On March 21st shares of The Active Alts Contrarian ETF (NASDAQ:SQZZ) began trading. SQZZ is the first ETF of its kind and opens the door for investors looking at investments from a slightly different angle. SQZZ is in a nutshell a 'short squeeze' Exchange Traded Fund.
First I will explain how shorting a stock works and what a 'short squeeze' is and then I will discuss SQZZ and why I like it.
What Does It Mean To 'Short' A Stock and What's A 'Short Squeeze'
If you don’t 'short' stocks very often, the concept of a 'short squeeze' and how this ETF will make money may be a little confusing. But I will start at the beginning and try to explain it all.
First, when a stock is sold 'short' that means the investors believes the price of the stock will move lower, not higher. If you buy stocks believing the share price will be higher in the future, what most people typically do, that is called going long on a stock. Hence, the phrase, 'going short' a stock when you think the share price is going to decline. Continue reading "A Very Interesting New ETF, The 'Short Squeeze' ETF"
With the recently highly hyped Snap Inc. (NYSE:SNAP) initial public offering, I was once again reminded why I don’t attempt to buy into IPO's.
While big name company's first offer their stock to the general public, its call an initial public offering, or an IPO. While there are a number of issue's with buying stocks the first day they start trading, the biggest one is the hype!
The hype surrounding a big name IPO, such as Snap, Facebook, or Twitter to name a few, is that the demand for shares outweighs the supply on the first day of trading. Millions of people want shares and most fear if they don’t get them early, they will miss a big move higher. This hype and fear frenzy often causes shares to skyrocket in the first minutes to hours of trading. Snap for example rose 45% on day one.
But, after the hype fades, so will the stock price. The demand declines to the point that those looking to sell have to be willing to part ways with their precious shares for much less than they sold for on day one. Snap fell 27% on its second day of trading. Continue reading "The Only Way I Would Play The IPO Market"
I recently noted a few niche Exchange Traded Funds that I have come across during my time researching the wide world of ETF's. In that piece I noted three niche ETF's that I could actually see myself buying. Today, I would like to shares a few more niche ETF's, some of which I would consider owning and others that I wouldn't touch.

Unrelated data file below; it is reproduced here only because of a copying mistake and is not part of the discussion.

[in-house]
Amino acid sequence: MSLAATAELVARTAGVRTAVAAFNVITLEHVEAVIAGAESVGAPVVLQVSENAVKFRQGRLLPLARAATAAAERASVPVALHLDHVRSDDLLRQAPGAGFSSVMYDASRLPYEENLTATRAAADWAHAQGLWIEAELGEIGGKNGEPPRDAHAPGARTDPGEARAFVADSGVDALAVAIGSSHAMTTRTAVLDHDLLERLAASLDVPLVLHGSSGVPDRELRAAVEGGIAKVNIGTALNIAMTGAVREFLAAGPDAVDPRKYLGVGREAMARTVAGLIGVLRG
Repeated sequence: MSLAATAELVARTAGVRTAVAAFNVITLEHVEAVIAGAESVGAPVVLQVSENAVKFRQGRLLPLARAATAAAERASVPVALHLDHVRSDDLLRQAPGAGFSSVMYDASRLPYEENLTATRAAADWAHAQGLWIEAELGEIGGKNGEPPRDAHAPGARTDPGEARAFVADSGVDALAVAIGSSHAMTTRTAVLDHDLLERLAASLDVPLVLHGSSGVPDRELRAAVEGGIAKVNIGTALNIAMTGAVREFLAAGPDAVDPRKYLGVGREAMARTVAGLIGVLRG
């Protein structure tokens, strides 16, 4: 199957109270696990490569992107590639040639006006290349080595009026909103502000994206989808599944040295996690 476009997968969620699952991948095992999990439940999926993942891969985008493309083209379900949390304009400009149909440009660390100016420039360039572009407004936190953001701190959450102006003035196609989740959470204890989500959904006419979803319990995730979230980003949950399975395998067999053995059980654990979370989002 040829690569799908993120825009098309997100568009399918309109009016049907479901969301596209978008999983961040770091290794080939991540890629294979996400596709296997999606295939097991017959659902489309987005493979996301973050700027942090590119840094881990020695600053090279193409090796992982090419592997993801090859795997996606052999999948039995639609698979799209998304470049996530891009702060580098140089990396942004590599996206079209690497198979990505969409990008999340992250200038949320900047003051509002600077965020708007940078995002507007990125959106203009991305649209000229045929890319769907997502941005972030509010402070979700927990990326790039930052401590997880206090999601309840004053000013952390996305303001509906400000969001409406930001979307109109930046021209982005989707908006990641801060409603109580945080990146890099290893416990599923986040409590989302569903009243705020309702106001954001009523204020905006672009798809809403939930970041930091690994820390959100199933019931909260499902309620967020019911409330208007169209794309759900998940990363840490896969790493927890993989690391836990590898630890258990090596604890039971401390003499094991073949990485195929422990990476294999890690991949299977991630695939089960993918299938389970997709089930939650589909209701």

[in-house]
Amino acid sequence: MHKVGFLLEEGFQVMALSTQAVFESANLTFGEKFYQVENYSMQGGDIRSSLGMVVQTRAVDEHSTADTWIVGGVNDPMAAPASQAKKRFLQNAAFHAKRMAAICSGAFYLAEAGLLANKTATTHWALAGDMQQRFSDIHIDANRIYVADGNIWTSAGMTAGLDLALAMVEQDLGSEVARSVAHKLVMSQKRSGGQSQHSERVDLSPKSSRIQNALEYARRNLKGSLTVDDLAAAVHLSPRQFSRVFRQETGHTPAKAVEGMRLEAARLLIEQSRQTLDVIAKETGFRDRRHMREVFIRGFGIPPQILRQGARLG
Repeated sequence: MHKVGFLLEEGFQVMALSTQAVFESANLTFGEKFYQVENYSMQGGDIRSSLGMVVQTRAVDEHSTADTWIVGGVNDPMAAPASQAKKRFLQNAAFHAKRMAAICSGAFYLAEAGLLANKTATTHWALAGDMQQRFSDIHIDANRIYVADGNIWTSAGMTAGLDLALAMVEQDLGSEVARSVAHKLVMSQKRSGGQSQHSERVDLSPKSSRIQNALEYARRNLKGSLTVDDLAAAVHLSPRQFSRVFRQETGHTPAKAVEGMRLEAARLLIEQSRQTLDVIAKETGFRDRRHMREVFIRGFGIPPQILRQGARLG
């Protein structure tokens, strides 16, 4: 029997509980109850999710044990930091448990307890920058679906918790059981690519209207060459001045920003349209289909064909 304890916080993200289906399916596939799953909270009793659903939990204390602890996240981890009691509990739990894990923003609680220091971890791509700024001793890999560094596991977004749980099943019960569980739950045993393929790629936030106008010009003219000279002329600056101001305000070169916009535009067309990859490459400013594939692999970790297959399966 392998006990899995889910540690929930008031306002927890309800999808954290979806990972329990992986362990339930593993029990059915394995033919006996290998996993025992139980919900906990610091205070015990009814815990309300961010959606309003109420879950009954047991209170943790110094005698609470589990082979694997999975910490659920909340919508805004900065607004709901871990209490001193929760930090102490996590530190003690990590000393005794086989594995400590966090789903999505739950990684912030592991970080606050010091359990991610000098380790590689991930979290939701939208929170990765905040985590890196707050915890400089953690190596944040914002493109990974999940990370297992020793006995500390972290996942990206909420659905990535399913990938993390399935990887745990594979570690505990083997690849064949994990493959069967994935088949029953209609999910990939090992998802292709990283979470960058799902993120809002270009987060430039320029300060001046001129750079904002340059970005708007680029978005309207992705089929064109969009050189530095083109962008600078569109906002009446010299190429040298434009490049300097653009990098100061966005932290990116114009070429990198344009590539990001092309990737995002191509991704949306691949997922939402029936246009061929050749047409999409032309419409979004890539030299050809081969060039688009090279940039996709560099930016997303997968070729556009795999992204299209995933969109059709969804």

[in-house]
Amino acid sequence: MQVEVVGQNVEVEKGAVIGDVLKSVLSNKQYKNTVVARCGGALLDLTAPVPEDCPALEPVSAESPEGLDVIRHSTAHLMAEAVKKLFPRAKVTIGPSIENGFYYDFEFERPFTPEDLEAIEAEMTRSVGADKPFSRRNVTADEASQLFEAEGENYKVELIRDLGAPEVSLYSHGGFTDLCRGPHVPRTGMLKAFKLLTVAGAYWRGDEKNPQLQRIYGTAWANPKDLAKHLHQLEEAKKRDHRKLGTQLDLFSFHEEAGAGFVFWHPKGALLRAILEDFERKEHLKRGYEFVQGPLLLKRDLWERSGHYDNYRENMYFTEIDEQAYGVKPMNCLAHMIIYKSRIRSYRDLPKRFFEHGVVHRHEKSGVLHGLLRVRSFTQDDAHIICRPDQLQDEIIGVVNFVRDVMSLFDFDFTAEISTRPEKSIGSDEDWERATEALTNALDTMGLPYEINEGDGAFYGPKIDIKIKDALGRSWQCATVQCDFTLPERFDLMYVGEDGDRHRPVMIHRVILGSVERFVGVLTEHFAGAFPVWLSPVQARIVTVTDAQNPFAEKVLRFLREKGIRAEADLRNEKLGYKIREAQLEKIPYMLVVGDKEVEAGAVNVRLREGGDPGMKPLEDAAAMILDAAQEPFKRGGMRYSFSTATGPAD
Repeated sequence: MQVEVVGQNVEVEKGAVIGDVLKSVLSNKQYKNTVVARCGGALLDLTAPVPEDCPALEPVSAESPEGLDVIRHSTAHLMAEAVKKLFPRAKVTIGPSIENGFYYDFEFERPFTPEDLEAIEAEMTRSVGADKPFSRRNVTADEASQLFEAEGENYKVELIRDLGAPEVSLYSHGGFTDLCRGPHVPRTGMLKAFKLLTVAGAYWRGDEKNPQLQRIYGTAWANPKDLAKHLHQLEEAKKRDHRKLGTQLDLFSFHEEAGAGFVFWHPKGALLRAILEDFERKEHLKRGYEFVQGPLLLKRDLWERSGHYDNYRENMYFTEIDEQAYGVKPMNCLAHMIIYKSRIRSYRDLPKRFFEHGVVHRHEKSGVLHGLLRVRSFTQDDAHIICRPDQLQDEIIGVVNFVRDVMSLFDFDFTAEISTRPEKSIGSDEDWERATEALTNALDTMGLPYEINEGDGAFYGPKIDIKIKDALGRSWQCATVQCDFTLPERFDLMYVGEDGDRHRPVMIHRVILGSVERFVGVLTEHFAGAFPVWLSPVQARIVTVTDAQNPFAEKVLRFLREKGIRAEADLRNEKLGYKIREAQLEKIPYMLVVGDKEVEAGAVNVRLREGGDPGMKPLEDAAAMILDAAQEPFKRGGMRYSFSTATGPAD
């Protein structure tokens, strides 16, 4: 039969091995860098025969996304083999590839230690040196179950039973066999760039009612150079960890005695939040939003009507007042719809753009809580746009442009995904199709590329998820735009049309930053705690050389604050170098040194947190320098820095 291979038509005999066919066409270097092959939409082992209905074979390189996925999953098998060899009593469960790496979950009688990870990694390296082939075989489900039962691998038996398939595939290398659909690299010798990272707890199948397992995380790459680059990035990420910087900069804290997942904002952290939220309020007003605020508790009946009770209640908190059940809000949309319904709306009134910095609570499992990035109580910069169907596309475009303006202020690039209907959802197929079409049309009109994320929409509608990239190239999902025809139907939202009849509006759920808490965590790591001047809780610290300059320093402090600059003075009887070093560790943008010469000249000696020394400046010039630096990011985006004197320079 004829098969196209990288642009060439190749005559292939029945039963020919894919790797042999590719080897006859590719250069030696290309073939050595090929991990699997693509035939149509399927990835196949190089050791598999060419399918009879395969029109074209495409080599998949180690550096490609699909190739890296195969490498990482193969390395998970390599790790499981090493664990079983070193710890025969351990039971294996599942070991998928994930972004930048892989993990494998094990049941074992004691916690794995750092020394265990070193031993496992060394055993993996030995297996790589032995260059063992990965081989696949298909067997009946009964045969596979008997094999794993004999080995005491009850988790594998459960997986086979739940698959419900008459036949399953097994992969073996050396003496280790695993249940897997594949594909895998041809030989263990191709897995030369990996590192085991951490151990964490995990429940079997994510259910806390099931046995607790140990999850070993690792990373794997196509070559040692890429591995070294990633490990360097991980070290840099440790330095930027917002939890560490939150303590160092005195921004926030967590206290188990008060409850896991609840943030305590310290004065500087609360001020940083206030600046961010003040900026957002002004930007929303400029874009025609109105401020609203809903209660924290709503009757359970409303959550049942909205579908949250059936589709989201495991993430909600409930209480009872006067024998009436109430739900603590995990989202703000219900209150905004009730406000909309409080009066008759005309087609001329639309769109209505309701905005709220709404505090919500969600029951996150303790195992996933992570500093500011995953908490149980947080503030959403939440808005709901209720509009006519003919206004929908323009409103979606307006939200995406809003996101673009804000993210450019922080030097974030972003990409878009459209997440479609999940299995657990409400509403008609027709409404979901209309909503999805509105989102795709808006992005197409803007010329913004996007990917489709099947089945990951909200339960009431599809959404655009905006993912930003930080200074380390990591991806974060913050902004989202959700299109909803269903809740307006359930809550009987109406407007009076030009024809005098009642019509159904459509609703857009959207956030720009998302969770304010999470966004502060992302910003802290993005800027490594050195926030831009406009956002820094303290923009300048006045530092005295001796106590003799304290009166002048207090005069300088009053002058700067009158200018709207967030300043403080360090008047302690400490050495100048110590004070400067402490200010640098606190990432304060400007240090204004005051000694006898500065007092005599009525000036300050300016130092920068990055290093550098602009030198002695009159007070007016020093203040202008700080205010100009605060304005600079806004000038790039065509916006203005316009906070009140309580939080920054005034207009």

The first two that I would like to point out are PureFunds ISE Cyber Security ETF (HACK) and the First Trust NASDAQ Cybersecurity ETF (CIBR). HACK was the first ETF that focused solely on cybersecurity, which is why I lean towards owning it instead of CIBR, which was started due to the interest and success of HACK. HACK goes after both the hardware and software side of cybersecurity and the service aspect. It splits the two segments of the business and weights them by market cap. HACK has an inception date of November 2014 and since then is up a little more than 10%.
While that is certainly not very impressive performance, it is hard to argue that we will see less of a need for cybersecurity in the future. With the ever increasing demand for more cybersecurity, investors who get in on this market today will likely see big upside in the future.
Or maybe long-term buy and hold isn't your thing! Continue reading "Niche ETF's You May Want To Look Into: Part 2"
By: Richard Robinson of Street Authority
"Where are the customers' yachts?"
It was a question the tour guide didn't expect. He was taking a group of tourists through the financial district in lower Manhattan from the area now known as Battery Park.
Eventually docks appeared around the park. And because of its proximity to Wall Street, it became a favored location for Wall Street bankers and brokers to dock their very expensive yachts.
So it was on this day that the tour guide was extolling the virtues of Wall Street moneymen. He told his audience that the yachts were the rewards for creating enormous wealth for their customers.
To which one lone voice asked, "Where are the customers' yachts?" Continue reading "Are 'Value' ETFs Worth The Risk?"
Article source: http://www.streetauthority.com/node/30701245
While we all know the saying, 'past performance is not indicative of future results', taking a look back at what happened in the past is always a smart move. That is because as the other saying goes, 'those who do not know history are doomed to repeat it.' And the past mistakes we are about to discuss are certainly not mistakes you want to be repeating anytime soon.
So now that 2016 is over, let's take a look at a few of the worst performing Exchange Traded Funds during the year and see what we can learn from these epic failures.
The biggest Exchange Traded Fund loser of 2016 was Direxion Daily Junior Gold Miners Index Bear 3X Shares ETF (PACF:JDST) which lost an astonishing 97.95% of its value in 2016. The three times leveraged bear portfolio ran into a buzz saw in 2016 and lost investors some serious capital. At its last reporting the fund only had $84 million in assets under management, which is scary for a fund that has an inception date in October 2013. JDST attempted to inverse exposure to the Market Vectors Junior Gold Miners Index, which is a market capital weighted index of mining companies that receive at least 50% of their revenue from gold or silver mining. Furthermore, the index caps exposure to silver mining companies at 20% each quarter, meaning the index is 80% gold mining. Continue reading "3 Big 'Exchange Traded Fund' Losers of 2016"